Graphene used to revolutionise thermal and night vision imaging

Posted on 18 Nov 2015 by Aiden Burgess

Infrared and night vision technology could be part of future smartphones thanks to a new design that uses graphene and was developed by researchers at the Massachusetts Institute of Technology (MIT).

The new ‘night-vision’ development by the MIT research team has the potential to be integrated in every smart phone and laptop.

To achieve this potential breakthrough in thermal imaging technology, the MIT team focused on graphene and how it could be used to build a new category of infrared devices.

To create such a device, their version of a thermal imaging system, the MIT researchers created a thermal sensor using a square piece of graphene (a chip) and a MEMs micromachine.

The graphene-based sensor processes the incoming thermal signal and converts it to electrical signals that are transmitted to the rest of the device

The resulting infrared sensors were small enough that they could be ‘integrated in every cellphone and every laptop”, according to the MIT research study’s co-author Tomas Palacios.

The use of graphene to create a potential breakthrough in thermal imaging technology was born out of a desire to create more accessible and efficient thermal imaging devices.

Graphene is a semi-conducting material that is 100 times stronger than steel, and is an excellent conductor of both electricity and heat.

Graphene does away with cryogenics

A close up of Graphene molecular mesh.
A close up of Graphene molecular mesh.

This quality when applied in the new MIT infrared device made it possible for the sensor to filter out background heat without using a cooling system.

This allowed the sensor to detect a heat signature without requiring a refrigerant to keep the sensor’s environment cool.

The new device’s ability to detect a heat signature without the need for cooling (thanks to graphene’s heat conducting capabilities) is a significant advantage over existing thermal imaging devices such as night vision goggles, which are expensive and bulky because they require cryogenic cooling.

The self-cooling function was also achieved by strips of graphene being used to carry the signals and suspend the sensor over an air pocket, away from the rest of the device.

The new self-cooling device paves the way for smaller and more flexible thermal imaging systems.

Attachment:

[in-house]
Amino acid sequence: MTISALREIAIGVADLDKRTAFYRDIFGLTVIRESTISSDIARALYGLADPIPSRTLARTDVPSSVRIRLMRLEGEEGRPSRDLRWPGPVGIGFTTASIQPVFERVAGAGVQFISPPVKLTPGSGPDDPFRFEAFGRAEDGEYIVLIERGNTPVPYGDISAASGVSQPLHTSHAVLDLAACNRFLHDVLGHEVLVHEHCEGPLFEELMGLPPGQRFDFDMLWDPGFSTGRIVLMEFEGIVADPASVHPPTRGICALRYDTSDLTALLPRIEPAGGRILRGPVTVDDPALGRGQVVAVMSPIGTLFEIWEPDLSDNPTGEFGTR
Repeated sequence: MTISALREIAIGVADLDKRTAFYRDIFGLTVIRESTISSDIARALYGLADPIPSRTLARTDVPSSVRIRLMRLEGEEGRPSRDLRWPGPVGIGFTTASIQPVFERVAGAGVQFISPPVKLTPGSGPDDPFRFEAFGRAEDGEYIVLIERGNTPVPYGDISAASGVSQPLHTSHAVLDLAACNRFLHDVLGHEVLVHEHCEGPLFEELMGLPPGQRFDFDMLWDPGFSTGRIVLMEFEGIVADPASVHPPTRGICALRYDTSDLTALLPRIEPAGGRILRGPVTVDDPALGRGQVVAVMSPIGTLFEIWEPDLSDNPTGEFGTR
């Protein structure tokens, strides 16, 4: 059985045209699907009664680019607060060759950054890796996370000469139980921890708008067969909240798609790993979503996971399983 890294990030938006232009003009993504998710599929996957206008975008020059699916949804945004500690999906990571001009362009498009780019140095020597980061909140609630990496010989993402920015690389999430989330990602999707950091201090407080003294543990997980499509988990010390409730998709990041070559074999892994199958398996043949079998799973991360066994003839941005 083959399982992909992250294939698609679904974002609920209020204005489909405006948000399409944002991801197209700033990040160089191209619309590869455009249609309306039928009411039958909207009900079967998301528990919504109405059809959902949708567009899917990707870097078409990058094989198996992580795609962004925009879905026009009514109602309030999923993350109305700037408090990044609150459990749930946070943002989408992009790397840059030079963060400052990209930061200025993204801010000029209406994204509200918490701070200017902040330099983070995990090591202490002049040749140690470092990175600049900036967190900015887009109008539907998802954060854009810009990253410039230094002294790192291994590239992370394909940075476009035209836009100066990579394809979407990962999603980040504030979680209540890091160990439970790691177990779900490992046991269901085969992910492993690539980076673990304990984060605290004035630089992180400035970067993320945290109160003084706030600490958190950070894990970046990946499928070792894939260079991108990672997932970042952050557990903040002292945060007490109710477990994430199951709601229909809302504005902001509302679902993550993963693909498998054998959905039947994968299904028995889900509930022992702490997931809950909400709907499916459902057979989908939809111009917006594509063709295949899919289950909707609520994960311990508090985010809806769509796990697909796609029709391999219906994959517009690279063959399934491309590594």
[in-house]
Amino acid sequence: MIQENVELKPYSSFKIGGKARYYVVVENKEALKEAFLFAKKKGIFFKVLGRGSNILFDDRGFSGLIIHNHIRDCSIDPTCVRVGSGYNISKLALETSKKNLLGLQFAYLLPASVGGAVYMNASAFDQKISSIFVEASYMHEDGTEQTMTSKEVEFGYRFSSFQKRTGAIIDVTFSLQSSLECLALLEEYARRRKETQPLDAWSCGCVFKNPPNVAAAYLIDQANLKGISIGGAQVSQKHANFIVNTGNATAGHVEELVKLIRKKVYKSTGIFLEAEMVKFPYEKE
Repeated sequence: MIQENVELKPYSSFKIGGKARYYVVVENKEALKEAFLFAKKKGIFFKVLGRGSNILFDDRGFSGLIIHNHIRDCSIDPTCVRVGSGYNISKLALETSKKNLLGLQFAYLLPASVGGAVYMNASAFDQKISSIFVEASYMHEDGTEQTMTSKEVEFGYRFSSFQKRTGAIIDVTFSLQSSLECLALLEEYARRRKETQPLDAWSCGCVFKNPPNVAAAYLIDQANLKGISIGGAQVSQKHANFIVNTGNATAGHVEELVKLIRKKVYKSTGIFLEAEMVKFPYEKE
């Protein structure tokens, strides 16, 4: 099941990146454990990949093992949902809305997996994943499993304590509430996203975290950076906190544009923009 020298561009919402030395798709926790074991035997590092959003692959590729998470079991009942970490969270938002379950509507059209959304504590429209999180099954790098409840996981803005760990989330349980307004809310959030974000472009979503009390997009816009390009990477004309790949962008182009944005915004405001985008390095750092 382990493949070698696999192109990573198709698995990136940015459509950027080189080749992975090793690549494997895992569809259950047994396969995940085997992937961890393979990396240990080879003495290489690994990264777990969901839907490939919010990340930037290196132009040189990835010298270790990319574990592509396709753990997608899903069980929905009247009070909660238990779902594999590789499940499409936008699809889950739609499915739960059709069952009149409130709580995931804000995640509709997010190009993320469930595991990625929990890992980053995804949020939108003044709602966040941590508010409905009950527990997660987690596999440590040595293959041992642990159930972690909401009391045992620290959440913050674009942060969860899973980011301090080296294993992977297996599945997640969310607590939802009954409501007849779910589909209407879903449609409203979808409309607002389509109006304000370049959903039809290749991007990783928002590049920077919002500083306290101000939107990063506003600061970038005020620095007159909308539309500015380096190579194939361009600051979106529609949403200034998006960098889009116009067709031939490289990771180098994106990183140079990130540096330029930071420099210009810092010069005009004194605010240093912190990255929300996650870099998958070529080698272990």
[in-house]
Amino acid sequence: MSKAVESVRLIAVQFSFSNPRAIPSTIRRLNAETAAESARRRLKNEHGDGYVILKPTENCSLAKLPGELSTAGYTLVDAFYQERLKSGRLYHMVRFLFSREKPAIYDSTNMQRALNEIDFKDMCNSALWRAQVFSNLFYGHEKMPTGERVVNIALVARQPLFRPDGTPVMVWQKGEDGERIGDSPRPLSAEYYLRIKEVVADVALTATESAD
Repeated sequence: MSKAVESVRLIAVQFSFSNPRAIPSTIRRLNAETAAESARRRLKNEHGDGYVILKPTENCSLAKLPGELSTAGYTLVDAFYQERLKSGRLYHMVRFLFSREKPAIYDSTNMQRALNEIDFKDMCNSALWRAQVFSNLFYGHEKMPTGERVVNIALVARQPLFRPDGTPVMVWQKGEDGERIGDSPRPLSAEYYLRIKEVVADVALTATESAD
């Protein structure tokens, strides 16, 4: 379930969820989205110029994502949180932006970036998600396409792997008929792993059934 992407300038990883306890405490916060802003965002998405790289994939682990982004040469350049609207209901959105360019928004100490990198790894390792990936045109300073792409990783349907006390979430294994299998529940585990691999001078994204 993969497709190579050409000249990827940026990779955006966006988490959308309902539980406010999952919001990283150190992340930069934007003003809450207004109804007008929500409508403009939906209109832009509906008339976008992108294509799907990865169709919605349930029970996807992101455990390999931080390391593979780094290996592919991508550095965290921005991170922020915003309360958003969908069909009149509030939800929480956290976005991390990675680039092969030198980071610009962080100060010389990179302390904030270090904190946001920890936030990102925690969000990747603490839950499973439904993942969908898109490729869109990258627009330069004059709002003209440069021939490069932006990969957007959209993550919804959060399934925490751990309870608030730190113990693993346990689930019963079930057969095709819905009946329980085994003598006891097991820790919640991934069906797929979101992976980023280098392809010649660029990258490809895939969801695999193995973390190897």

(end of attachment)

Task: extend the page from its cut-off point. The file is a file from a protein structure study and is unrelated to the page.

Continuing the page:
The MIT team who developed the new thermal imaging device had their research papers and findings published in the American Chemical Society (ACS) journal Nano Letters.

Integrated into everyday life

The MIT researchers predict the technology could revolutionise the fields of computing and mobile phone technology.

The new device will not only help police, search and rescue teams and soldiers in their important work, but could also help people navigate their everyday lives.

It would also help with the functioning of future technology, with superior night vision technology crucial to products such as autonomous vehicles, in that it gives them the ability to ‘see’ in the dark.

In an interview with Live Science, co-author of the MIT research study papers, Tomas Palacios, said the new technology would be integrated into every-day life.

“The advantage of significantly reducing the cost and increasing the performance of infrared imagers is that now you can start introducing these camera in many new places,” he said.

“For example, in the future, we can have infrared detectors integrated in every cellphone and every laptop. That means that in the future, you can control them just by waving your hand in front of them.

“The sensors could also one day be integrated into the windshields of vehicles, giving you night-vision systems in real time without blocking a driver’s regular view of the road.”

The new smaller and more flexible thermal imaging technology can be also be used to create efficient and inexpensive infrared detectors that can easily identify hand and body-based gestures.

Palacios said the new device was a more efficient alternative than current sensor technologies.

“It takes a lot of computing power to identify where your hands are and how they’re moving,” he said.

“By using an infrared sensor, imaging of the body is simplified, since it’s very easy for thermal imaging to identify the contours of the human body with respect to backgrounds, which tend to be at lower temperature.”